December 11th marked the day that CFR (the Romanian train company) decided to say F-U to all of its passengers and change up all of the train schedules and routes. Thanks to the wonderfully incompetent ticket lady at the train station in Sinaia, Mary and I wasted about half an hour waiting for her to figure out our ticket situation when in actuality, ended up being exactly the same as before only with a different type of train car (aka a really shitty one with super uncomfortable seats that don’t let you lay down so you have to figure out how to sleep sitting straight up until 4am) but no big deal :/

This week has been filled with final exams for my students so they have definitely been on edge. All of my students have done very well and I have been very impressed with their confidence improvement throughout the semester. My grades are due in the catalog by Tuesday so hopefully I won’t have to scramble to finish up my testing on Monday. 

One new developement that has occured is with my Junior Achievement club. It consists of about 7 students and we meet every thursday after school. We have finally chosen an international festival to go to and that will be Antwerp on Feb 17th-19th. I’m pretty excited about it and they seem pretty stoked too. They are aware that it is a competition, an English speaking one none-the-less, and are starting to make progress when it comes to putting their company together. We have decided to call our company the knick-knackery and we will be making jewelry and other knick-knacks out of recycled materials. Some of the girls have come up with great ideas involving old wire or buttons and I can’t wait to get started! We are getting together with their parents this sunday and discussing logistics and financial questions they might have when it comes to paying for the trip. We are hoping to have everything squared away by the time we leave for vacation since our money and application is due by January 6th!

I’ve also been working on a project with a Group 27 volunteer to create a Train the Trainers sort of conference for interested GLOW (Girls leading our world) and TOBE (teaching our boys to excel) camps. This way the GLOW and TOBE tradition will live on in Romania after PC peaces out. We have come to our biggest hurdle which, of course, is money. Funds are very limited within PC for grants and we are going to have to look to outside sources. So, dear readers, if any of you have any ideas as to how we can acquire money, would like to donate money to my cause, or know of any granting organizations, please let me know. We need your help!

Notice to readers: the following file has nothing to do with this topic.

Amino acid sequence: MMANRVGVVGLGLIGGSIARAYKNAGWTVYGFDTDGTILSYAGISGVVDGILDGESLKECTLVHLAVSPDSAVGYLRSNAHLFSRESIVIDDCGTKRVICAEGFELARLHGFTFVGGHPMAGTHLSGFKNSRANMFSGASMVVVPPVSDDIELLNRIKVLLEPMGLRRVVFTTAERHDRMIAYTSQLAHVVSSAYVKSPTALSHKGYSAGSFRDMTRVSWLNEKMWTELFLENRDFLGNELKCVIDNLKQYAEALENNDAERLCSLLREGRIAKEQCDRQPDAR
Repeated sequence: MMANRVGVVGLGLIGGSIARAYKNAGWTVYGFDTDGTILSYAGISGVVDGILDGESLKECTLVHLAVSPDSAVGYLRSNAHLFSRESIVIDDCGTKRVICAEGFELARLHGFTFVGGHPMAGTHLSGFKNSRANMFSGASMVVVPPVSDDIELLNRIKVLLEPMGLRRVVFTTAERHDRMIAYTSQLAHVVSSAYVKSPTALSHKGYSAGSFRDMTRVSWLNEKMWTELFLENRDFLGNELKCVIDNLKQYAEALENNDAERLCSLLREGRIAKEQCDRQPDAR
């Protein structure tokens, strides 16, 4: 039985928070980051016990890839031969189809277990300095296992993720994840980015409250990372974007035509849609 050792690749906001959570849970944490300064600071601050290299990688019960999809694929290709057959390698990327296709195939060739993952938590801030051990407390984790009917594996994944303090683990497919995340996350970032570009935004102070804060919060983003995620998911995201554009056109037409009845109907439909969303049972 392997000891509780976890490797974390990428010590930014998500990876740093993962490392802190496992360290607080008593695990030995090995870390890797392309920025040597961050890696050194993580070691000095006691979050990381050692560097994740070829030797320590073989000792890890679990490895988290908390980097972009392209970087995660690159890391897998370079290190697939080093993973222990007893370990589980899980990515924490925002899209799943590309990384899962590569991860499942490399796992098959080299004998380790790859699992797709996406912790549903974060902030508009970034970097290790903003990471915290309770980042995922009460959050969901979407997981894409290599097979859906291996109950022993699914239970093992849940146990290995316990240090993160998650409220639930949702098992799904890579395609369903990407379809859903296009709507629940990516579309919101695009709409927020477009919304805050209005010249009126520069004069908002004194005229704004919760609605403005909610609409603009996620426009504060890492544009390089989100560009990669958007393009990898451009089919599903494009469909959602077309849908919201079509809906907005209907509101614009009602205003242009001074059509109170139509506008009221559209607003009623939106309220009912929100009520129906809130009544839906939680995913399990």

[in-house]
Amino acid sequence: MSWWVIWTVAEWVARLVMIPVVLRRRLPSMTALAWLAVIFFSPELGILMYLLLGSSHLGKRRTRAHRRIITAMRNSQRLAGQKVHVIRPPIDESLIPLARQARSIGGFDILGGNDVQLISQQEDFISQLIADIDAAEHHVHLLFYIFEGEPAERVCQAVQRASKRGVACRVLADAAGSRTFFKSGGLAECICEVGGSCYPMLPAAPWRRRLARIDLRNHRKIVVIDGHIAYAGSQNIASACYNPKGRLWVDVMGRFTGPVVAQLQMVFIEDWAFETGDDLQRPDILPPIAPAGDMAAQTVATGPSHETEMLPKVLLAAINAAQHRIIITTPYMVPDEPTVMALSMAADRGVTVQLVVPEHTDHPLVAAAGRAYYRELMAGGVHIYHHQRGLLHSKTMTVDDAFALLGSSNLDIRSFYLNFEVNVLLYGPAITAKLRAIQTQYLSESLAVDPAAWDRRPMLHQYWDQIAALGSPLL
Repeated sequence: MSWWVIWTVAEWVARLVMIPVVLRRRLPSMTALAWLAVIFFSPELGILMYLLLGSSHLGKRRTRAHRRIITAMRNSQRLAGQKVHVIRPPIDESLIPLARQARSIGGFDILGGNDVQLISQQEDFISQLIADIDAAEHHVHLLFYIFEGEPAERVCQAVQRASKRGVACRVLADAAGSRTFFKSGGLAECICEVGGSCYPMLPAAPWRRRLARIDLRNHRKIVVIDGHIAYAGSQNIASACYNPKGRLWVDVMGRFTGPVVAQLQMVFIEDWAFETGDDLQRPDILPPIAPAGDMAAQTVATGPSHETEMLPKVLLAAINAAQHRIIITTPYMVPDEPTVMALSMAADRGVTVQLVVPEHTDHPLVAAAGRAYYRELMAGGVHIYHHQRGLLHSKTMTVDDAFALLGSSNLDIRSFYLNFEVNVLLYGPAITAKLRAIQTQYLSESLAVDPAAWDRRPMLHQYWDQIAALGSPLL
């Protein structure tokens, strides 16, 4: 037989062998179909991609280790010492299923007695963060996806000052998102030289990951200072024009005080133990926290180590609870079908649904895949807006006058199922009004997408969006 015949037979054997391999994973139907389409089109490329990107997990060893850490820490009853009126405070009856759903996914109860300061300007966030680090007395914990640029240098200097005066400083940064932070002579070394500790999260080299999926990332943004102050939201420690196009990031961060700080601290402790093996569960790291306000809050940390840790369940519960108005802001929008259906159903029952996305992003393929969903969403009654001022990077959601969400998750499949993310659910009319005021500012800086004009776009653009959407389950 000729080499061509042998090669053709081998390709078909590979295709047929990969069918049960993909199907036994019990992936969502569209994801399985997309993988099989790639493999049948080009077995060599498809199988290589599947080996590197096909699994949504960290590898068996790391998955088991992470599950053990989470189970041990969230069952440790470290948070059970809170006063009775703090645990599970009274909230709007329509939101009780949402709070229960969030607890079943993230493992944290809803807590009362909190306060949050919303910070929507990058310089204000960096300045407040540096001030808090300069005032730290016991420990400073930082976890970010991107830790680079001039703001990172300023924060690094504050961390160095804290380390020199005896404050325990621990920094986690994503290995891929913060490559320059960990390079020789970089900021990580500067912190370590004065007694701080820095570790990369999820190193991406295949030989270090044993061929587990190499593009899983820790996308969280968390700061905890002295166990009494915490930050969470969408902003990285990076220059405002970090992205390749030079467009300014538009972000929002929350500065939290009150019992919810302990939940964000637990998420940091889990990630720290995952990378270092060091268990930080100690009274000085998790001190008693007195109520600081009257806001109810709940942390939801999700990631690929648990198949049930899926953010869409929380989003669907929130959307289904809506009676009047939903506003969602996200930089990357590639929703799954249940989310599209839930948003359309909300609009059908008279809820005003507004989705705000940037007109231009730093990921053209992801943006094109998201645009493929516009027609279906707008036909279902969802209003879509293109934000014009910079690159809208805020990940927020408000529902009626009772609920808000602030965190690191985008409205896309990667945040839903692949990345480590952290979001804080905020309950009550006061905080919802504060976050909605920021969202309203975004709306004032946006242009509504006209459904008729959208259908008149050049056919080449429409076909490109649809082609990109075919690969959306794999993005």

English Summer Camp A Luat Sfarșit!!!!!


I can safely say that my first ever English camp was a success! I’m extremely happy that it went so well and i’m just as happy that its over. This time last week, I was freaking out and trying to lesson plan and think of creative activities to do with the kids. Now i’m sitting in an empty apartment procrastinating the cleaning that needs to be done. Continuing where I left off with my last post, Thursday, we started out at the school and went around town to verify the written directions the groups had made to various locations throughout the town. After finishing up that, the real fun started. We headed out on a short 45 hike to a local hilltop with an amazing view of the city and it’s surroundings. We stopped mid way, did the banana song, then continued up the hill. When we got to the top, the kids were blown away by the view and spent the next half an hour pointing out their houses and other places of interest. I found it interesting that most of the kids, even though they have spent their entire lives here, had never been on this hill. Click here for more pictures from the hike.

After the camp was done, we (the counselors) went grocery shopping, and headed home. While Jeremy was making an absolutely amazing dinner, we busted out my newly purchased Monopoly set and started playing and planning for Friday’s activities. During our dinner conversation, Melissa and I decided on creating a scavenger hunt for the groups that would take them throughout the entire city. We amazingly completed everything within 2 hours. We devided the group up into 4 teams and had each of them go to a total of 6 locations.  Here is the list of clues that each team had to figure out. Scavenger Hunt Clues We woke up Friday morning at 6am and headed out to hide the clues. Imagine 3 Americans running around at the break of dawn taping things under benches, tables, and statues. I’m sure the locals that were out were wondering what the hell we were up to.